Ayelet Shaked, Israel's justice minister, delivers a speech earlier in 2017. File photo: Gali Tibbon | AFP via Getty
ERBIL, Kurdistan Region — Israeli Justice Minister Ayelet Shaked expressed support for the Kurdistan Region’s aspirations for statehood on Monday going so far as to encourage the United States to “support the process”, just two weeks ahead of the independence referendum.
"Israel and countries of the West have a major interest in the establishment of the state of Kurdistan." Shaked said, as quoted by Israel’s Haeertz newspaper, "I think that the time has come for the US to support the process."
Shaked delivered the keynote remarks at the major international counter-terrorism conference, IDC Herzliya, which brings together more than 1,000 top officials from the defense, intelligence, and police fields from more than 60 countries.
The Justice Minister said that Israel supports Kurdish independence “at least in the Iraqi part,” a reference to the four parts of Kurdistan also in Iran, Turkey, and Syria.
The United States has maintained that the timing of the referendum “is wrong,” citing the war against ISIS. Kurdish officials have insisted that the vote will go on and the Ministry of Peshmerga has repeatedly expressed that the referendum is a political matter that will not affect their ability to coordinate with Iraqi security forces in the war.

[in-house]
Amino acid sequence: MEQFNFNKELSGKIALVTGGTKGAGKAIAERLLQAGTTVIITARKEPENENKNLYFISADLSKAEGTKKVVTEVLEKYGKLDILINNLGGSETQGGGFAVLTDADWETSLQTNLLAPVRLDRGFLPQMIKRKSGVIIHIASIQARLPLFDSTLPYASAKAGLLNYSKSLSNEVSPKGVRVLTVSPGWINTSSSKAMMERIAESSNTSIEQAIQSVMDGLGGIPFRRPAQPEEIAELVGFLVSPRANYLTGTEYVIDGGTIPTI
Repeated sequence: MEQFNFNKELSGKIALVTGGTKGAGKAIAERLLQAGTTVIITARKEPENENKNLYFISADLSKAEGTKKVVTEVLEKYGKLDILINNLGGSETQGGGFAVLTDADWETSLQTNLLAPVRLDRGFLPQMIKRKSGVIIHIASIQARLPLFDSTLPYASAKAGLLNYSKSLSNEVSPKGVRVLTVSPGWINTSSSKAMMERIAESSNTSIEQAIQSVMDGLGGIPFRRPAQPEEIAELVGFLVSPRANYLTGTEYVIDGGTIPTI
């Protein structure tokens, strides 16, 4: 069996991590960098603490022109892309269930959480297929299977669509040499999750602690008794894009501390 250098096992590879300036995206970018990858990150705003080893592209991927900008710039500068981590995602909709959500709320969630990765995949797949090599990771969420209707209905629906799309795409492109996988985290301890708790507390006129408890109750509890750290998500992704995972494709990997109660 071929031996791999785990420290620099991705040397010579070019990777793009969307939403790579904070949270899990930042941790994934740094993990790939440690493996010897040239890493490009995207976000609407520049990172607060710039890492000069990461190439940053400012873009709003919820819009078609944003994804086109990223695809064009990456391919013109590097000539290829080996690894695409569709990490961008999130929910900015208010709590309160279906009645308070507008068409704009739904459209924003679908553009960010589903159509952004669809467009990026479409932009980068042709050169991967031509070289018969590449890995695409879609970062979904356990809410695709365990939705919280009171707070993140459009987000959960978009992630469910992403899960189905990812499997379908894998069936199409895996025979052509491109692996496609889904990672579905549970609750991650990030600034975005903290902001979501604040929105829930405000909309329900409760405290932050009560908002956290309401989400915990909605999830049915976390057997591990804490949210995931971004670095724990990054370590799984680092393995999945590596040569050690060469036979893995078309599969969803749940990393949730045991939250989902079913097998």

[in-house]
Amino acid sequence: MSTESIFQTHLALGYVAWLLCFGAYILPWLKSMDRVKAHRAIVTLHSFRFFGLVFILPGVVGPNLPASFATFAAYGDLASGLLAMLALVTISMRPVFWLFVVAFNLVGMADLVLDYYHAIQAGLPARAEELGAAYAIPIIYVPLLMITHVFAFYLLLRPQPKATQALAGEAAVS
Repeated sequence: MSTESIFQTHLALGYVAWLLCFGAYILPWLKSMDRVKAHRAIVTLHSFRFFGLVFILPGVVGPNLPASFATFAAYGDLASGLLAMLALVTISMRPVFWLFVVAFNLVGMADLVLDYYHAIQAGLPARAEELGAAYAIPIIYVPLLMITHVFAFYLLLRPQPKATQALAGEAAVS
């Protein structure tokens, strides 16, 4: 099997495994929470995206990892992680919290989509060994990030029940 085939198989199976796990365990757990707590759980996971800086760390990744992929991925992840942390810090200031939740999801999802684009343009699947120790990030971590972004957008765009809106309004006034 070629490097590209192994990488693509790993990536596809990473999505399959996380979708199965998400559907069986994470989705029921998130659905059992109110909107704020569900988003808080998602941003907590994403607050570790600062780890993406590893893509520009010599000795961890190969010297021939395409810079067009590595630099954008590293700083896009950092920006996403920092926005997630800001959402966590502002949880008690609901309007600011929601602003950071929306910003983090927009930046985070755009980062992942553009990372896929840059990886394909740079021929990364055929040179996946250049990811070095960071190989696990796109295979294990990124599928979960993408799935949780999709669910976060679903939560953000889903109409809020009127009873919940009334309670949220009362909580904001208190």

Shaked is not the first Israeli official to make positive remarks ahead of the September 25 referendum.
Most recently, Israeli Prime Minister Benjamin Netanyahu expressed a “positive attitude” towards an independent Kurdistan state emerging out of northern Iraq, according to a report in the Jerusalem Post on August 13, when he spoke with a delegation of 33 US members of congress.
In a speech at Tel Aviv University's Institute for National Security Studies in 2014 Prime Minister Benjamin Netanyahu said, "We need to support the Kurdish aspiration for independence. They deserve it."
The Kurdistan Regional Government with 14 representation offices abroad, cannot have official relations with Israel because the Republic of Iraq does not recognize Israel as a state, but have enjoyed friendly and historical ties.
“It is time to help them,” Shaked told the Times of Israel in January 2016. She referred to the Kurds as “an ancient, democratic, peace-loving people that have never attacked any country.”